Growing Broad Beans

This week we are looking at growing broad beans, sowing, growing, harvesting.



Hugh Venables / Broad Beans

Peter Facey / Broad beans growing in fields at Kilmeston

These hardy legumes are extremely easy to grow, and with a range of varieties from Longpods to the Dwarf cultivars, there is a broad bean to suit any plot garden.





Well drained, fertile soil of any type will produce good results, though broad beans favour slightly heavier conditions. Early crops in lighter soils should be kept well watered when in flower.



Sowing and Growing



Sow outdoors in late winter (providing the ground is not waterlogged and the temperature is above 5°), 8 cm (3 in) deep. Alternatively, sow in pots in late autumn, early winter and keep indoors. Plant into final growing positions in early spring.

You can sow outdoors in double rows, each double row is 18 inches apart (45 cm) with 2 foot six (65 cm) between each double row.

Each plant is about 30 – 40 cm apart.






Taller plants need to be supported with canes, or grow against trellis. Ensure the beds are kept well weeded and water well during warm weather to ensure good crops. Keep a check for blackfly.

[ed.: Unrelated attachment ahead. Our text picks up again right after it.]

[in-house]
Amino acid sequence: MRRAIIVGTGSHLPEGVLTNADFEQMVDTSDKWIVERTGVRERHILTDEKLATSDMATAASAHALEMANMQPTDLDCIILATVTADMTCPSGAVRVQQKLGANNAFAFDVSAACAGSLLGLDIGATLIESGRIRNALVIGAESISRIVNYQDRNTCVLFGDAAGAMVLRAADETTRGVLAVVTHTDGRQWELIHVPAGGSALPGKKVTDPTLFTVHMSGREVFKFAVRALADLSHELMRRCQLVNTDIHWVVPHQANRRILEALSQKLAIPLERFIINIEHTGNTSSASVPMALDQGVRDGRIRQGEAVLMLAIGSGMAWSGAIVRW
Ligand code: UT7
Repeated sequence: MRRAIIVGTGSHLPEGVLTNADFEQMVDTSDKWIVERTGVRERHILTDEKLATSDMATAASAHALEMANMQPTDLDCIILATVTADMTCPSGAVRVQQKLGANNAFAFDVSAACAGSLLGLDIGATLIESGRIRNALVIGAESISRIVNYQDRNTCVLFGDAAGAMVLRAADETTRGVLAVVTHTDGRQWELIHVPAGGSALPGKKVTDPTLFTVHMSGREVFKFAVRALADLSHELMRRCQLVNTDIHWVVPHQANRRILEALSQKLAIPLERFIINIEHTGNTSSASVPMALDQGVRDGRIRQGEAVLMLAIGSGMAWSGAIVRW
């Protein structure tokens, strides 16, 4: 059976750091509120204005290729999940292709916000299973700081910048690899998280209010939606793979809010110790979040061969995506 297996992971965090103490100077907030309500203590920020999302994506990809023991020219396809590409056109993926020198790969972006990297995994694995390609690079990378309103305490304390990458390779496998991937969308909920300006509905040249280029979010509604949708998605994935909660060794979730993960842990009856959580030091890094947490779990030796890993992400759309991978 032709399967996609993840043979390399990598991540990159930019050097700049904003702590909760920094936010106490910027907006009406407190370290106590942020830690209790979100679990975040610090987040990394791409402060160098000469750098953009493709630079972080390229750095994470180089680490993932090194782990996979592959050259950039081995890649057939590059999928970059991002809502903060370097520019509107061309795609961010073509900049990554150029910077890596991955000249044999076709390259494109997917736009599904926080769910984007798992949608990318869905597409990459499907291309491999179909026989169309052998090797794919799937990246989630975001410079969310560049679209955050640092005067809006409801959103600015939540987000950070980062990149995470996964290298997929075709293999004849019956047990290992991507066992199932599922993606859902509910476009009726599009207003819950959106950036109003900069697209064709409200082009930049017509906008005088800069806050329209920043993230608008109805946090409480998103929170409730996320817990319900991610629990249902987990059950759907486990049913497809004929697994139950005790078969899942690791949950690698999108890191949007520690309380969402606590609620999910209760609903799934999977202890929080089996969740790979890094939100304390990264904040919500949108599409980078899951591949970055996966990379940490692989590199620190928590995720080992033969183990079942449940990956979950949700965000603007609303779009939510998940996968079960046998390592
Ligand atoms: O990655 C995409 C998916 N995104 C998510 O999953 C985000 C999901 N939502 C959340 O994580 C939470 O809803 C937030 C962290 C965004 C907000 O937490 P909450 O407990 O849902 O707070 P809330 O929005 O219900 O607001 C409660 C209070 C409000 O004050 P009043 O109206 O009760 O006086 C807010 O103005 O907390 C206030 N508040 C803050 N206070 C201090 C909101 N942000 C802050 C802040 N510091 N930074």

Often rows of plants are held upright by wire or string attached to a ‘T’ post at either end.






When pods ripen, collect them regularly to prevent tough beans. If the beans are black or brown at the connection to the pod then they are too old.



Pests and Problems



Beans are usually affected by black bean aphids and weevils, though the plants can weather a small amount of attack. Bean seed beetles and mice attack the seeds. In humid conditions, fungal diseases can be a problem, in particular Chocolate spot, so ensure the soil is well drained and plants are spaced as widely as possible.


Dealing with blackfly is reasonably easy, but you have to be quick: they come very quickly. I generally cut off the tops of infected plants and burn, but you can squash them with your fingers.

Broad Bean Recipes

To follow

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